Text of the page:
A developer has submitted designs for the first phase of long-dormant plans to develop a stretch of land across Montauk Highway from the Bridgehampton Commons.
Representatives for Carol Konner, the owner of the land, have submitted a site plan pre-application to the Southampton Town Planning Board showing sketches of two barn-like buildings, totaling a little more than 27,000 square feet on approximately 6 acres of land.
Both buildings are expected to be occupied by Equinox, a fitness company, according to Ms. Konner’s attorney, Wayne Bruyn. The application will be reviewed publicly by the Planning Board at its meeting on October 24.
The buildings, and use as a gym, would conform to the parcel’s “highway business” zoning designation. One of the two buildings would be about 14,000 square feet, the other just over 13,000 square feet. Mr. Bruyn said the buildings were designed with the town’s 15,000-square-foot maximum in mind, even though the gym company would have preferred one larger structure. There would be 150 parking spaces associated with the two buildings, as required by the town code.
Mr. Bruyn said the two buildings would be the first step in the development, while Ms. Konner decides what to do with the rest of the adjacent property. She owns a total of 13 acres of land along the highway, stretching from the vacant field known as “Strawberry Fields” to the building that currently houses a Sleepy’s mattress store, including the Carvel ice cream stand. The parcel that would be developed first contains only an abandoned and long-vacant former restaurant building.
She purchased the parcel proposed for development last winter from former Barnes & Noble Chairman Leonard Riggio, along with four other adjacent parcels. She and a partner, J.R. Siwicki, own another parcel in the midst of the Riggio parcels, the vacant field known commonly as “Strawberry Fields,” which hosts the annual Bridgehampton Fire Department carnival. Ms. Konner said there are no plans to develop that parcel.
Ms. Konner said she would bring designs for the project to the Bridgehampton Citizens Advisory Committee and is dedicated to developing the entire property in a way that will be welcomed by the Bridgehampton community and town planners.
Ms. Konner said she does not have a timeline for the development of the rest of the land. She said the Carvel store could remain, or it may be moved to another part of the property as part of the development plans, as they evolve.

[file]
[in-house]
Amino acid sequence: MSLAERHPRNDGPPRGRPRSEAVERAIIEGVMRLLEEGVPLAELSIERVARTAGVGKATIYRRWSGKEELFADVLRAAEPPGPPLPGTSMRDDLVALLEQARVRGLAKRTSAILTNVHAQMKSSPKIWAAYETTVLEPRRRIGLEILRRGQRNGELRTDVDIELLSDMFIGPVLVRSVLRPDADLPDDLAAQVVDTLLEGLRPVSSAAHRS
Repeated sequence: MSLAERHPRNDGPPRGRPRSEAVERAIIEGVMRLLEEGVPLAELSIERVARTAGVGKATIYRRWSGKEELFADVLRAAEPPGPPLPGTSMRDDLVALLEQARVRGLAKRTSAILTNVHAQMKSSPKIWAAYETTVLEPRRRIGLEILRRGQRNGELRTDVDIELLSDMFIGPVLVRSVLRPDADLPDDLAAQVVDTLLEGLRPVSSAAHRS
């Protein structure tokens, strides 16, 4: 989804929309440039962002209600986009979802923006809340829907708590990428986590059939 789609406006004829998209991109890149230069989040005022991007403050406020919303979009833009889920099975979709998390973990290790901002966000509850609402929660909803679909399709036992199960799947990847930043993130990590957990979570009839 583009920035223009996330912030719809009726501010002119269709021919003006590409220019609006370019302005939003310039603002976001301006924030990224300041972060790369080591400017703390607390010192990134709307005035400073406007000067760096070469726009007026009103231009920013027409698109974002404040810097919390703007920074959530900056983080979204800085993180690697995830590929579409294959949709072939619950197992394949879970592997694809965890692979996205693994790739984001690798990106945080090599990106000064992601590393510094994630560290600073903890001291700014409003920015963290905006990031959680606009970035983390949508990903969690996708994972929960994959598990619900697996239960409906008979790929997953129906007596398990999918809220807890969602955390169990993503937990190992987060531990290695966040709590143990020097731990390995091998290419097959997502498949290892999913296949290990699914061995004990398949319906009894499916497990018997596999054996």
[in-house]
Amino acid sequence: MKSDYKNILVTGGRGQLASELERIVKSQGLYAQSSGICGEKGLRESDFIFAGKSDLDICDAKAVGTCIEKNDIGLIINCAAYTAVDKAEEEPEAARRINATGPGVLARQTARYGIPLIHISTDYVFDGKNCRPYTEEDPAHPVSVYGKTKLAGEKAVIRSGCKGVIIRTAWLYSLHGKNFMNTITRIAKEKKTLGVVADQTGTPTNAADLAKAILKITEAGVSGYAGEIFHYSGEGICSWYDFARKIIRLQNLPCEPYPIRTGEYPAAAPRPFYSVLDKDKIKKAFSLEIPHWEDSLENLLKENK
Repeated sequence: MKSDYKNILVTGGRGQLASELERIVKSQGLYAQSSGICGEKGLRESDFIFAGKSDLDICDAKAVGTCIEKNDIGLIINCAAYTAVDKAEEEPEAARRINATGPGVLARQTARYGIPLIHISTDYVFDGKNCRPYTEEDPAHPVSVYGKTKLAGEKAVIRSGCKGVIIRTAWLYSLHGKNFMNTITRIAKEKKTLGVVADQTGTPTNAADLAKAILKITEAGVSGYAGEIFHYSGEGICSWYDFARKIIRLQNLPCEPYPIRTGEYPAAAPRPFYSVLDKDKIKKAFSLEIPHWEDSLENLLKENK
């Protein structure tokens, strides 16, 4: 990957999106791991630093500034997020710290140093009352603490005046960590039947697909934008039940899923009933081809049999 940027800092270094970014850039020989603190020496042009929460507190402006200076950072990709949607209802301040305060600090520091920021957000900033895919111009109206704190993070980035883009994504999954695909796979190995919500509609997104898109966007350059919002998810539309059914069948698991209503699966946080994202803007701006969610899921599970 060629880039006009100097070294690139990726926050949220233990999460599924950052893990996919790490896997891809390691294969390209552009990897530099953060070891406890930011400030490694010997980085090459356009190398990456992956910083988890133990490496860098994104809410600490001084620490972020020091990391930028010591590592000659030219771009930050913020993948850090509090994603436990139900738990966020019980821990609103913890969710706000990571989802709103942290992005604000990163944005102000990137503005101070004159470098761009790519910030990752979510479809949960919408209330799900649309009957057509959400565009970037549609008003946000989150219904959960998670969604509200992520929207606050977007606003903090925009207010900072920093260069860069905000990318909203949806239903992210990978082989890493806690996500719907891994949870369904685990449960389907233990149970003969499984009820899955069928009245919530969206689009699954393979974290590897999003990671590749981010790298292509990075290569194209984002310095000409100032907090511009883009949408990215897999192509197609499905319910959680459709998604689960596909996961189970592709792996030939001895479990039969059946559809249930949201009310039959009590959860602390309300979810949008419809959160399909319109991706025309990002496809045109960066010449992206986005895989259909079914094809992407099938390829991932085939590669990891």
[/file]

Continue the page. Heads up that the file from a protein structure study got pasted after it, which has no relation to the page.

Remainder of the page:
“I’ve lived here since 1971. I’m looking to work hand in hand with the town and not do something that will evoke criticism,” she said. “I think the restorations that I have done were all well-received by the town. If the town wants to keep the Carvel, that’s okay. We may have to move it to where it belongs, but we’ll see.”
The highway business zone allows for a variety of retail and restaurant and general low-traffic businesses. In 2003, Mr. Riggio and his company proposed creating a “planned development district,” or PDD, to free themselves from the restrictions and build a sprawling shopping mall with 90,000 square feet of retail space, anchored by a 20,000-square-foot bookstore.
Known as the “Bridgehampton Gateway,” the project never had strong support from members of the Town Board and was one of the catalysts for the town capping the size of retail stores at 15,000 square feet, in an attempt to block “big box” retailers from moving onto the South Fork.
“Right now, we’re only interested in developing the eastern lot with two barn-style buildings—nothing exotic or outlandish,” Ms. Konner added. “We’re not going to ask for any variances or zoning changes, just what falls into the highway business use. I want to do something aesthetically attractive, and that has an agricultural feel to it, with a modern flair.”